Indian universities may finally start paying well enough to make teaching a substantially more attractive career option. As the University Grants Commission pay review panel recommends, this requires an “unprecedented” hike in faculty salaries, given that the current levels are abysmal. We don’t know the new scales yet, but the description “unprecedented” warrants a strong welcome.
To say it’s high time is not only a cliche but an understatement. The Sixth Pay Commission has long finalized its report and the government agreed promptly to grant the suggested benefits to its mammoth babudom. But educators, who have a — potentially — crucial role in making India’s dreams of becoming a knowledge powerhouse come true, are still waiting for a real incentive to play that role.
The UGC panel had the mandate to suggest ways and means of attracting and retaining talented persons in the teaching profession. To that end, it has rightly asked for strong incentives at the entry level as well as opportunities for career growth — both for Central and the much worse off state university faculties.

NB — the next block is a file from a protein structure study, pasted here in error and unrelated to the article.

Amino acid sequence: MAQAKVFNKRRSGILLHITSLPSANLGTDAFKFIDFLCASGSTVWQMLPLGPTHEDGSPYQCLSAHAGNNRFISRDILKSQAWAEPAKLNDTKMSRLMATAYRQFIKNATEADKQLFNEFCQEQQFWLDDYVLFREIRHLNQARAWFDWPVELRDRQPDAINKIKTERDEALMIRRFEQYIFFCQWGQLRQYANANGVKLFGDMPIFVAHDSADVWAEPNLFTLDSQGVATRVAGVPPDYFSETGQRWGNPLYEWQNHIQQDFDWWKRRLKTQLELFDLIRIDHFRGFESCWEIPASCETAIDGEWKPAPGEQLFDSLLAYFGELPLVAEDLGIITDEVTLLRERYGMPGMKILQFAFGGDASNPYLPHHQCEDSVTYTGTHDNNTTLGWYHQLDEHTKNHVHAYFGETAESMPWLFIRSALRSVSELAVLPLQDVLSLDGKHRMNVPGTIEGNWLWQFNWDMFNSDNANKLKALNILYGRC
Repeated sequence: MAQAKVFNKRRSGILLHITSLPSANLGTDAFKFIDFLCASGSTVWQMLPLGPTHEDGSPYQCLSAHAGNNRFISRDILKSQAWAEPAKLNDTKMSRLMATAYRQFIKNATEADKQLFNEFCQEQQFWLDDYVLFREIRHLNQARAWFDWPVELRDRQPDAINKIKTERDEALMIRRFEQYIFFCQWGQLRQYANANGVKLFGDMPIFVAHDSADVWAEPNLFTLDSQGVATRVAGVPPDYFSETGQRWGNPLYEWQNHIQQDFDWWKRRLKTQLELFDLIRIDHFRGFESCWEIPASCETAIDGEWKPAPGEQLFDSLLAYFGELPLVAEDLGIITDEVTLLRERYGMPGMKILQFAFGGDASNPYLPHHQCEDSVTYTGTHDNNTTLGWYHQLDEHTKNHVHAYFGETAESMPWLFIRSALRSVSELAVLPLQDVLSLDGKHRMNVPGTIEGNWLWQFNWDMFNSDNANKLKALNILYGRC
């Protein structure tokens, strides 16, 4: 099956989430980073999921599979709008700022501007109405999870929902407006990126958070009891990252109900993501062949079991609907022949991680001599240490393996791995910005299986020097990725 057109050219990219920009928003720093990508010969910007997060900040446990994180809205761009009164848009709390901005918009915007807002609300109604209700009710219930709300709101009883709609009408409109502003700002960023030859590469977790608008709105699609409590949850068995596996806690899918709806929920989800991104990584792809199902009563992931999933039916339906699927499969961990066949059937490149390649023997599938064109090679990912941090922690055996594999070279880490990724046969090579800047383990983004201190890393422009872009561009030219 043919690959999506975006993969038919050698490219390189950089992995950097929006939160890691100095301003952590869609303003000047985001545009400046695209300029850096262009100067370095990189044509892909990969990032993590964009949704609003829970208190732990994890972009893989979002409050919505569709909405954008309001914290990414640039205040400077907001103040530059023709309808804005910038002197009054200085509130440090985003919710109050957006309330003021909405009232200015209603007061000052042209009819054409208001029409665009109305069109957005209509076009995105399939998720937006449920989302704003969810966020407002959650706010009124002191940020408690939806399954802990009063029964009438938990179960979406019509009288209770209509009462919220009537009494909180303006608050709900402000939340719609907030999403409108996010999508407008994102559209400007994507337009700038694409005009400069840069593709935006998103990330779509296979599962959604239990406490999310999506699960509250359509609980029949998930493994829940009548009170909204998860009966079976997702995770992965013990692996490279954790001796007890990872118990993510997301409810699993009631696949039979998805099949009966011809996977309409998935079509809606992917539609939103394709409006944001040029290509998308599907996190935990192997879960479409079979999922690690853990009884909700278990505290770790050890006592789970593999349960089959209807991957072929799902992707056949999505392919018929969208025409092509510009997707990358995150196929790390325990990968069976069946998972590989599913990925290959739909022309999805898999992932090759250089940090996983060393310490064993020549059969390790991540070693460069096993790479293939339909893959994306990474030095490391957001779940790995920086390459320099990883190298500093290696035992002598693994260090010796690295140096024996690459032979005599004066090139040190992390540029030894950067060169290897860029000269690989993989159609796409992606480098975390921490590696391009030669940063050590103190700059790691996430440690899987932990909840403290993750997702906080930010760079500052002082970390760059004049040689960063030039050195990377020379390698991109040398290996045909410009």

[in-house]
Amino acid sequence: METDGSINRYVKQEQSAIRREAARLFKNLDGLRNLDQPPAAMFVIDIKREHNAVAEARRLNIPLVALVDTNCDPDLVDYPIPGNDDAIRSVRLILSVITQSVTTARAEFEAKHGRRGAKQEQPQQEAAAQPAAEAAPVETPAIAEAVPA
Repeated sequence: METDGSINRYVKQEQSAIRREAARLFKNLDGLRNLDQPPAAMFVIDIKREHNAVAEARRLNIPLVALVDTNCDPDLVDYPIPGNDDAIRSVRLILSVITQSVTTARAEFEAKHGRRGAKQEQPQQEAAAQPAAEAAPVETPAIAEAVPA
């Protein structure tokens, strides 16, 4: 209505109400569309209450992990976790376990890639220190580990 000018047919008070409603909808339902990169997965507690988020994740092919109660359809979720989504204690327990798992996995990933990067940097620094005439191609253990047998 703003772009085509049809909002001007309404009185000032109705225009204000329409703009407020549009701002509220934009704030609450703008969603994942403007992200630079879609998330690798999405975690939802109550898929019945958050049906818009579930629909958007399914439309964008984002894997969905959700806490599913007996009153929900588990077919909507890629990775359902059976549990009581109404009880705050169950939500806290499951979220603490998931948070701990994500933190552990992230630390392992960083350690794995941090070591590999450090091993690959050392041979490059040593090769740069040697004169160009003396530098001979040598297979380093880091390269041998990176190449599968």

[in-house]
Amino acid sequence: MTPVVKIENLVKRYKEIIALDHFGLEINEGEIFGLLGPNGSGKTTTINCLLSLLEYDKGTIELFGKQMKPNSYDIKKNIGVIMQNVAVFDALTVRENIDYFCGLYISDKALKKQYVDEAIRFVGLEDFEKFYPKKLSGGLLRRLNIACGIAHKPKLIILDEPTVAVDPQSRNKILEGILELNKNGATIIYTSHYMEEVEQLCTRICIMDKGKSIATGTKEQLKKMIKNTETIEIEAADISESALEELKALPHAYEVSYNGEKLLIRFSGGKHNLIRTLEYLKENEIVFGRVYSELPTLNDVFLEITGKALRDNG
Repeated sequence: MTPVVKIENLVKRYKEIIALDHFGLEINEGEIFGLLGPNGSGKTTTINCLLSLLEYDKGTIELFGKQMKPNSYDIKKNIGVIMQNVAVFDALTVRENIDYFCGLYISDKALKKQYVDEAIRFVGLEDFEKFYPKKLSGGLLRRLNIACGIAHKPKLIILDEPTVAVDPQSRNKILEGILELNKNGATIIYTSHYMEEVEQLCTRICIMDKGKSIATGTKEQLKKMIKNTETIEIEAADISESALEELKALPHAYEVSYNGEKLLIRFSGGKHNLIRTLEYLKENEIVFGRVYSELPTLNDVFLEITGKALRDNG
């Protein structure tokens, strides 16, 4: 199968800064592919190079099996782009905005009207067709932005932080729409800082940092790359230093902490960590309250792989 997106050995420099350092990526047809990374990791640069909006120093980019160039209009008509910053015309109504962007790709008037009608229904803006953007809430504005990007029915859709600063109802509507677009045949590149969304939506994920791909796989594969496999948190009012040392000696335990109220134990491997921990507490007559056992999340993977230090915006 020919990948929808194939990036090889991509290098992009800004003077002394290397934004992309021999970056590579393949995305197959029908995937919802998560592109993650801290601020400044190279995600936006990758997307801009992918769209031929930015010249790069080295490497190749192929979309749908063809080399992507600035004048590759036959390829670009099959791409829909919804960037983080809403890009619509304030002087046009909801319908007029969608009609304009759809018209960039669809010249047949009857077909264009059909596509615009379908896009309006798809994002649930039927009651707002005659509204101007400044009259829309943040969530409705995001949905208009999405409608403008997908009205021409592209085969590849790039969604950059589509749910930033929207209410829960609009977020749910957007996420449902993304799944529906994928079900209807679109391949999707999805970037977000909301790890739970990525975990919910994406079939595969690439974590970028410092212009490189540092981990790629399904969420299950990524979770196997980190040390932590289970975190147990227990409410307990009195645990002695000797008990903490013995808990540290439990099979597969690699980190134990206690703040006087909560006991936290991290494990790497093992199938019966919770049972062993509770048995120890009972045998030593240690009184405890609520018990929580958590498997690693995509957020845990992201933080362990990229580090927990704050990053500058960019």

All this should, in time, address a primary reason for the lame quality of teaching in Indian universities — poor rewards leading to flight of talent to private institutions, industry or foreign universities. Attractive salaries, though, are not enough to break the crisis of teaching that India’s higher public education sector is trapped in.
In parallel, it is the crisis of governance that also has to be resolved. And that’s a far tougher task at hand. Because it is rooted in rampant politicization, over-regulation and patronage — all of which have worked as strong disincentives for talent to enter and/or stay in the system. This has only meant the perpetuation of mediocrity; indeed, the celebration of it. The products of this system, therefore, have gained neither skills nor much knowledge. Given how well known their “quality” is, their degrees don’t even signal much worth in the job market. Hence, there is the visible preference to seek and pay for these benefits in the limited private market.
There is ample evidence that our higher education system is in urgent need of greater autonomy — public or private. We hope for “unprecedented” solutions there too.
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